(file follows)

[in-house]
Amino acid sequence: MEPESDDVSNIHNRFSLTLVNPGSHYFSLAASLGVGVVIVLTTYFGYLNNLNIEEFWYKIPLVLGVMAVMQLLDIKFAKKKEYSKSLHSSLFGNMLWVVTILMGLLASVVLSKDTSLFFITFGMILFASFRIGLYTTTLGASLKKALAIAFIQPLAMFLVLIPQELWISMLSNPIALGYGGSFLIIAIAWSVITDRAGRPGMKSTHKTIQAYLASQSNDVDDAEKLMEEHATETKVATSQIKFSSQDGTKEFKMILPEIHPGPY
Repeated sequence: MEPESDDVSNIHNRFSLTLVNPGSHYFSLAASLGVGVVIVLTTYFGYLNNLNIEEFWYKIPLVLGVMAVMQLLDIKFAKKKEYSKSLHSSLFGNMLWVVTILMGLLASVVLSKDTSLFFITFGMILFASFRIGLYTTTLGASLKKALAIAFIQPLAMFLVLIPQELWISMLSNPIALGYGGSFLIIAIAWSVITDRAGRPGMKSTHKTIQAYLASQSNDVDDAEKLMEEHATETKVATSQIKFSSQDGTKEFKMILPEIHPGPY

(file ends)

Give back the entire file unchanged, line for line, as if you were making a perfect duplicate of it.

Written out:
[in-house]
Amino acid sequence: MEPESDDVSNIHNRFSLTLVNPGSHYFSLAASLGVGVVIVLTTYFGYLNNLNIEEFWYKIPLVLGVMAVMQLLDIKFAKKKEYSKSLHSSLFGNMLWVVTILMGLLASVVLSKDTSLFFITFGMILFASFRIGLYTTTLGASLKKALAIAFIQPLAMFLVLIPQELWISMLSNPIALGYGGSFLIIAIAWSVITDRAGRPGMKSTHKTIQAYLASQSNDVDDAEKLMEEHATETKVATSQIKFSSQDGTKEFKMILPEIHPGPY
Repeated sequence: MEPESDDVSNIHNRFSLTLVNPGSHYFSLAASLGVGVVIVLTTYFGYLNNLNIEEFWYKIPLVLGVMAVMQLLDIKFAKKKEYSKSLHSSLFGNMLWVVTILMGLLASVVLSKDTSLFFITFGMILFASFRIGLYTTTLGASLKKALAIAFIQPLAMFLVLIPQELWISMLSNPIALGYGGSFLIIAIAWSVITDRAGRPGMKSTHKTIQAYLASQSNDVDDAEKLMEEHATETKVATSQIKFSSQDGTKEFKMILPEIHPGPY